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Majority of Americans will work remotely while on vacation: survey

Majority of Americans will work remotely while on vacation: survey

Posting in Technology

Are we so hyper-connected via the Web and mobile devices that work follows us wherever we go? Or are we just wannabe Technomadics?

In a new survey of 1,309 employed Americans, 52% said they will work during their summer vacation this year. This is up by 6 percentage points from a similar survey released last year by The Harris Poll/Adweek.

I know what I did last summer: Mackinac Island, MI - Internet access included.

Is thus the new normal? Has email become the great tether? Are we so hyper-connected via the Web and mobile devices that work follows us wherever we go? These findings were released by TeamViewer, which commissioned Harris Interactive to conduct the survey in May to gauge attitudes toward work and vacation.

Of respondents who are employed full time, part time and/or self employed, the survey showed that workers are expecting to perform a variety of tasks, including:

  • Reading work-related emails 30%
  • Receiving work-related phone calls 23%
  • Accessing documents on home computer 19%
  • Receiving work-related text messages 18%
  • Accessing documents on work computer 13%
  • Asked to do work by a boss, client or colleague 13%

TeamViewer presents these findings in light of it being a disturbing and negative trend. But is this all bad? Sometimes, it's not bad relaxing by the oceanfront, working on projects that may have taken a back seat over the past year. In a more relaxed setting, with fewer distractions, one's creativity flows easier. Some people get their brightest ideas while away from the hustle and bustle of the office. Some emails may call for decisions, which, again, maybe can be made in a more clear-headed way within a relaxed setting.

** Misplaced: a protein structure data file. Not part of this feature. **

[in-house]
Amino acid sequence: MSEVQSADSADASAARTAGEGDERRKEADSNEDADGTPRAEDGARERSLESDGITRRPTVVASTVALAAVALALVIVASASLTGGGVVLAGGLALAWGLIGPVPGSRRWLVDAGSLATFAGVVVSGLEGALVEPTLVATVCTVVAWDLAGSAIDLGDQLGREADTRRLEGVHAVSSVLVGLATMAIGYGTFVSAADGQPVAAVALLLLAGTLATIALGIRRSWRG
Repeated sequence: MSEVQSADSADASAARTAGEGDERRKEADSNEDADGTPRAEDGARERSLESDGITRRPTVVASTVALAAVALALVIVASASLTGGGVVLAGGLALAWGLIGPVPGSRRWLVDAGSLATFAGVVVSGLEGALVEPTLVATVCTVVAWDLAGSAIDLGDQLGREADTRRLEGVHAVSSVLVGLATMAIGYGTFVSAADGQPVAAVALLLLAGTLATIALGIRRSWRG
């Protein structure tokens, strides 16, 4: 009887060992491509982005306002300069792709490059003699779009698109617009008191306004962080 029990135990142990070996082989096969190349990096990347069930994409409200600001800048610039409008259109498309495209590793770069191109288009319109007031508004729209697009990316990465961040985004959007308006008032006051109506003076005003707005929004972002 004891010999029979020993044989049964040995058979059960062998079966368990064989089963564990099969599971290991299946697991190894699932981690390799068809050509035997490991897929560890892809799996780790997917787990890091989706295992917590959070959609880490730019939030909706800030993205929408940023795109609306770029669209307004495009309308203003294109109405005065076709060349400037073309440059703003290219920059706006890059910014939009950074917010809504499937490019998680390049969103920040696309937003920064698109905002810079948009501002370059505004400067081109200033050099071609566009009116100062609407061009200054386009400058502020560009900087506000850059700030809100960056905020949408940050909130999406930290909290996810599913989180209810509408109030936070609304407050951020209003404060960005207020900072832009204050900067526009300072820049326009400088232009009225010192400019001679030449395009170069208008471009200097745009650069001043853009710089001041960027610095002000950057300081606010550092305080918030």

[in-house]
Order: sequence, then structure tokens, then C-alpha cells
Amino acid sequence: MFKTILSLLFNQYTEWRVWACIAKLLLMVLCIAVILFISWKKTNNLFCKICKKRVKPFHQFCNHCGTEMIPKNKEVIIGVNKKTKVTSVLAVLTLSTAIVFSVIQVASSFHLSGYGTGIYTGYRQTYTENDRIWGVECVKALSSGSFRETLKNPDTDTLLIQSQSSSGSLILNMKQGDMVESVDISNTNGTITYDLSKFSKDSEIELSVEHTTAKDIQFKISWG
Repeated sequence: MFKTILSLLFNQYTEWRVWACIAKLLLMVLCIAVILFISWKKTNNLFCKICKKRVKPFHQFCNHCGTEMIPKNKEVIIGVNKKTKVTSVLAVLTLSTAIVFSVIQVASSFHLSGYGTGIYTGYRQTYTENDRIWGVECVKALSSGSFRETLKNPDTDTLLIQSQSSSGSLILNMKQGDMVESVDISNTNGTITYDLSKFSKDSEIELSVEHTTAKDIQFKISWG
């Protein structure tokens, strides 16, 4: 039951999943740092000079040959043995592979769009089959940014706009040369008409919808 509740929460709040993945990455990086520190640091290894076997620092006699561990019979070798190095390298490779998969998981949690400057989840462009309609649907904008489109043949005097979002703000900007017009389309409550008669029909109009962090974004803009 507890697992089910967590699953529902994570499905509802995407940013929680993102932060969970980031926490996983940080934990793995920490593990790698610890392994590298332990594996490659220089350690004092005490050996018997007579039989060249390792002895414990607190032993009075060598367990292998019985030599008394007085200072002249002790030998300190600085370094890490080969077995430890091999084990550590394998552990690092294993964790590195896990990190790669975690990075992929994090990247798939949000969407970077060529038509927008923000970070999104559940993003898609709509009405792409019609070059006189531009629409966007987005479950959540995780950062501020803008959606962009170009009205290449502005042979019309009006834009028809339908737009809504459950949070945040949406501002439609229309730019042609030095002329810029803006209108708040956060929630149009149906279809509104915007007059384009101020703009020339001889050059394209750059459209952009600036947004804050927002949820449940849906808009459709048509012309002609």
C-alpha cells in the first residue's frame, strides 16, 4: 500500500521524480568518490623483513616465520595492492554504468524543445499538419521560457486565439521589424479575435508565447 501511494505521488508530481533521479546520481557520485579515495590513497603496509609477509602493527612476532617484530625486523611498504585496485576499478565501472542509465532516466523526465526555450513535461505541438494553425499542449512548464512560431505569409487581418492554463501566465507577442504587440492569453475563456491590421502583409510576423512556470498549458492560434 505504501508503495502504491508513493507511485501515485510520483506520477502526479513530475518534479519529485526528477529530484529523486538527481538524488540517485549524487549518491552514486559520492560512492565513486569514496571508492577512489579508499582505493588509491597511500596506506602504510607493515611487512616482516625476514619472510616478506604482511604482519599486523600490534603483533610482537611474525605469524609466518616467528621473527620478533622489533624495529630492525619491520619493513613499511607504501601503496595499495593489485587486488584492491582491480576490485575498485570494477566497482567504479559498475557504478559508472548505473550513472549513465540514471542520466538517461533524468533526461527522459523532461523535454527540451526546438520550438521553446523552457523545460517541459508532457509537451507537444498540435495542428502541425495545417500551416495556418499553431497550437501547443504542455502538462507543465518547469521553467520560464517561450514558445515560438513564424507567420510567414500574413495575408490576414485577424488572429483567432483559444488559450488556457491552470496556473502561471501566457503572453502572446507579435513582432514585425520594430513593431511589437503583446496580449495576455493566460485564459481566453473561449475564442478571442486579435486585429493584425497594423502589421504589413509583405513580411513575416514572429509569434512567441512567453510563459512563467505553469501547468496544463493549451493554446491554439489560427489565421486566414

Again, is this a bad thing? I think back to a post a couple of years back made by my colleague Bill Ives, who provided a glimpse of his summer hours, 21st-century style, which is informal, yet highly productive. He also relays how his colleague Tom Davenport stays connected, even from the wild dunes of Cape Cod.

Call me a wannabe Technomadic. In one recent summer, during a trek northward to the wilderness of Upper Peninsula Michigan, Mackinac Island (pictured here), Sleeping Bear Dunes National Lakeshore, and, later in the summer, to the Green Mountain Inn in Vermont, I posted blogs, collaborated with colleagues, published research, and worked on applications, quite seamlessly, without anyone knowing where I was on any given day.

The Green Mountain Inn's claim to fame is that Lowell Thomas, the famed broadcaster, would conduct his shows from the inn during ski season. In other words, Lowell wanted to get away on ski vacations without leaving work, so he brought his work with him. Now with wireless access and broadband, every average Joe can broadcast from the inn.

Some might say it's a little obsessive to want to always stay connected; but I am my own boss, and therefore do not receive vacation pay. So I prefer to stay in touch with the world. But by spending a couple of hours a day online at a minimum, work flowed and clients were kept happy (I hope) and I still had a refreshing amount of downtime.

Technomadic is a term coined by Steve Roberts, who many years ago, set off on a cross-country trek on a bicycle outfitted with a satellite uplink, the latest communications technology and microprocessors of the time. Now, anyone can compute and collaborate,

(Photo by Joe McKendrick.)

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Joe McKendrick

Contributing Editor

Joe McKendrick is an independent analyst who tracks the impact of information technology on management and markets. He is a co-author of the SOA Manifesto and has written for Forbes, ZDNet and Database Trends & Applications. He holds a degree from Temple University. He is based in Pennsylvania. Follow him on Twitter. Disclosure